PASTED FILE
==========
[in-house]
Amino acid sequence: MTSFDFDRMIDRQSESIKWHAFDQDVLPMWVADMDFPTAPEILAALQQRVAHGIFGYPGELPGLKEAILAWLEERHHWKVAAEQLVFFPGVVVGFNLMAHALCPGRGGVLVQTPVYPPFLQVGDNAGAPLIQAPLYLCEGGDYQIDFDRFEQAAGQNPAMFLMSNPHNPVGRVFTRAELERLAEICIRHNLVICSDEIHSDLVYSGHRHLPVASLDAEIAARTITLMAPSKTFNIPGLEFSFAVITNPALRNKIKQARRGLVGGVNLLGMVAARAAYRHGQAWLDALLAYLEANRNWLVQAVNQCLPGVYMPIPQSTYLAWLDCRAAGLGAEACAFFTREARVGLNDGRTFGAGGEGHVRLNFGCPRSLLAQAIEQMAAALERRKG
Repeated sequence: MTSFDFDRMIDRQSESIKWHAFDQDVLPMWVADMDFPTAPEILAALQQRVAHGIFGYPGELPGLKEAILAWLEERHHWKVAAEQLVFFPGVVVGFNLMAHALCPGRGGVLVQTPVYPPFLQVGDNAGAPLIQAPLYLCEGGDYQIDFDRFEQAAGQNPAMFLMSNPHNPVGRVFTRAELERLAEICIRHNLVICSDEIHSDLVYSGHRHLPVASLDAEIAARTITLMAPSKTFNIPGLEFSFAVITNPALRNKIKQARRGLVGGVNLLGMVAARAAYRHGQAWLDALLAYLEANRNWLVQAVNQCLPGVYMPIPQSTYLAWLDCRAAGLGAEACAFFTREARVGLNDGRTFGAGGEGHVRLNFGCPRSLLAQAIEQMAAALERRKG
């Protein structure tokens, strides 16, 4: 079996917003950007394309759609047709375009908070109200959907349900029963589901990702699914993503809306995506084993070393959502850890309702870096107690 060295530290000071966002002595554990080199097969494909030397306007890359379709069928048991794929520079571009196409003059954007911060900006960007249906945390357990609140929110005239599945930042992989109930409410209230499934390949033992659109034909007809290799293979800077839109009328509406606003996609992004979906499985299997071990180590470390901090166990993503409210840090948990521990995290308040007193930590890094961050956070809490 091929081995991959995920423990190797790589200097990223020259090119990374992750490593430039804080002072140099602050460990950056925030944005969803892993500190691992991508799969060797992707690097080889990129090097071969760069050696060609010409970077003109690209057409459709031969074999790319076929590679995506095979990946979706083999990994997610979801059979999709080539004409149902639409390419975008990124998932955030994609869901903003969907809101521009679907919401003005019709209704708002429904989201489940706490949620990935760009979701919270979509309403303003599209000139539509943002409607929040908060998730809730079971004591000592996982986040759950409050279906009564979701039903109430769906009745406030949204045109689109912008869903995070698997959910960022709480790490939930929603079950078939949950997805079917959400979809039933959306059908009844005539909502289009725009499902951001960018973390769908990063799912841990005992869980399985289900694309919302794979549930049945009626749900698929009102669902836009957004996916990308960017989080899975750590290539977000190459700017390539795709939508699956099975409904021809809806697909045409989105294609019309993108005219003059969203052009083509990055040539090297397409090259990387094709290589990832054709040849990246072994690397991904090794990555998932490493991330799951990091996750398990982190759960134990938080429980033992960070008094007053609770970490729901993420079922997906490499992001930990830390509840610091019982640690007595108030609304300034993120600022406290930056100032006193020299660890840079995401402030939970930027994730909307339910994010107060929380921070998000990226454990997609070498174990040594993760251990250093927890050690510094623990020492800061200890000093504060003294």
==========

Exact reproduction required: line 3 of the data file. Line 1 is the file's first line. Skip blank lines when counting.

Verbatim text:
Repeated sequence: MTSFDFDRMIDRQSESIKWHAFDQDVLPMWVADMDFPTAPEILAALQQRVAHGIFGYPGELPGLKEAILAWLEERHHWKVAAEQLVFFPGVVVGFNLMAHALCPGRGGVLVQTPVYPPFLQVGDNAGAPLIQAPLYLCEGGDYQIDFDRFEQAAGQNPAMFLMSNPHNPVGRVFTRAELERLAEICIRHNLVICSDEIHSDLVYSGHRHLPVASLDAEIAARTITLMAPSKTFNIPGLEFSFAVITNPALRNKIKQARRGLVGGVNLLGMVAARAAYRHGQAWLDALLAYLEANRNWLVQAVNQCLPGVYMPIPQSTYLAWLDCRAAGLGAEACAFFTREARVGLNDGRTFGAGGEGHVRLNFGCPRSLLAQAIEQMAAALERRKG